A panel of inquiry has found the Nigerian military to be culpable in the shooting and killing of unarmed citizens protesting against police brutality in the commercial capital of Lagos in October last year.
In its report, which was leaked on Monday, just hours after it was submitted to the Lagos state government, the panel found that there had been 48 casualties, including 11 people killed, and four people missing, during what it described as a “massacre”.
Keep readinglist of 4 items
The army did not adhere to its own rules of engagement and its conduct “was exacerbated by its refusal to allow ambulances render medical assistance to victims who required such assistance”, the report said.
There was no immediate comment by Nigerian authorities.
For years, young Nigerians had cried out against the repeated and discriminate occurrences of torture, maiming, extortions, and even murder at the hands of operatives of a rogue police unit, the Special Anti-Robbery Squad (SARS). These complaints exploded into two weeks of peaceful #EndSARSprotests across mostly southern and central Nigeria.
On the evening of October 20, 2020, a large number of peaceful youths were at a toll-gate plaza in Lekki, an upscale Lagos district, continuing the demonstrations despite a curfew.
“At the Lekki Toll Gate, officers of the Nigerian Army shot, injured and killed unarmed helpless and defenseless protesters, without provocation or justification, while they were waving the Nigerian Flag and singing the National Anthem and the manner of assault and killing could in context be described as a massacre,” said the report.
Earlier in the day, men believed to be officials of the state government had tampered with surveillance equipment at the toll gates but the unfolding scenario was captured by live streams on social media platforms.
The next morning, the committee said “there was abundant evidence before the panel” that three Lagos State Waste Management Authority (LAWMA) trucks with brushes underneath were brought to the scene “to clean up the scene of bloodstains and other evidence”. It also said police officers “tried to cover up their actions by picking up bullets”.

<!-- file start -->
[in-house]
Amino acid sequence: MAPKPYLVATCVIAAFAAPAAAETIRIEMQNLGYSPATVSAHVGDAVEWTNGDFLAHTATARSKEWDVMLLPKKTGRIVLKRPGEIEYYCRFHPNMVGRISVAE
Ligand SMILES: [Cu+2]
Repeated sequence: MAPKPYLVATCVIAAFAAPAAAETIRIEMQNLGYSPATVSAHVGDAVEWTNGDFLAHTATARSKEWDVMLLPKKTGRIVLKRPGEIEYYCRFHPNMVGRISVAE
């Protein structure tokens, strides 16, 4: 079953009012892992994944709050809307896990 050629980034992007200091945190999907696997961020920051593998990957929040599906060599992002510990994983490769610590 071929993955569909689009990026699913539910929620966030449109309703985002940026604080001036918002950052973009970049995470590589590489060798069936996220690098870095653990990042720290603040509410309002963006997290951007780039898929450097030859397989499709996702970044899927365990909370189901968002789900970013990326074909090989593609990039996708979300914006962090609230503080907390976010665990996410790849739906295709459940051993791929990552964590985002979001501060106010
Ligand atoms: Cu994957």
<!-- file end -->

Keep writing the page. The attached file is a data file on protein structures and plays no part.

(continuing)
“The outcome of the inquiry … basically confirmed an open secret that the sinister attacks on young Nigerians were orchestrated by state actors, premeditated and there was a coordinated attempt to erase the memory of the victims,” said Adewunmi Emoruwa, lead strategist Gatefield, an Abuja-based policy analysis and media firm which had its accounts frozen by the authorities for providing small grants for journalists to report on police brutality last year.
“Acknowledging the massacre is the first step, but the greater hurdle will be bringing the perpetrators to book, as they hold sway over the institutions that are established to serve this purpose.”
There were other violent episodes attributed to security forces elsewhere in Lagos that day, including one in the densely populated low-income area of Mushin where the police reportedly killed more than 10 people and left dozens wounded.
While the commission, officially known as the Judicial Panel of Inquiry and Restitution, was commissioned by the state government to probe extrajudicial violence a day before the Lekki shootings, the governor “expanded the Terms of Reference of the Panel” to cover the incident.
The inquiry was marred by a number of controversies from the beginning.
Rinu Oduala, named as one of its youth representatives after being heavily involved in the protests, resigned, saying she would not “be part of a cover-up”.
Meanwhile, Sanusi Ovada Bello, the lieutenant colonel believed to have led the troops from the Bonny camp barracks only about 5km (3.1 miles) away from the toll gates, received two summons but did not appear before the panel. Other army officials also repeatedly failed to heed the panel’s summons for months, despite some of them filing affidavits, as acknowledged in the report.
The government categorically denied that the army had fired at the protesters, despite witness accounts and findings by news reports and rights groups such as Amnesty International. Information Minister Lai Mohammed who described the incident as a “phantom massacre”, threatened to sanction CNN journalists for an investigation into the matter.
Lagos state Governor Babajide Sanwo-Olu, who blamed the shooting on “forces beyond his control”, had previously said there were only two fatalities during the incident.
The panel also cited a lack of time to fully carry out its investigation, saying it “was unable to determine all Petitions arising from the Lekki Toll Gate Incident” and recommended for them to be heard by a tribunal on human rights.
Local media reported Sanwo-Olu, who named a four-person committee led by the state’s attorney general to look into the findings and issue a white paper on the government’s position, promised to aid “proper restitution and compensation for everyone who must have been wronged”.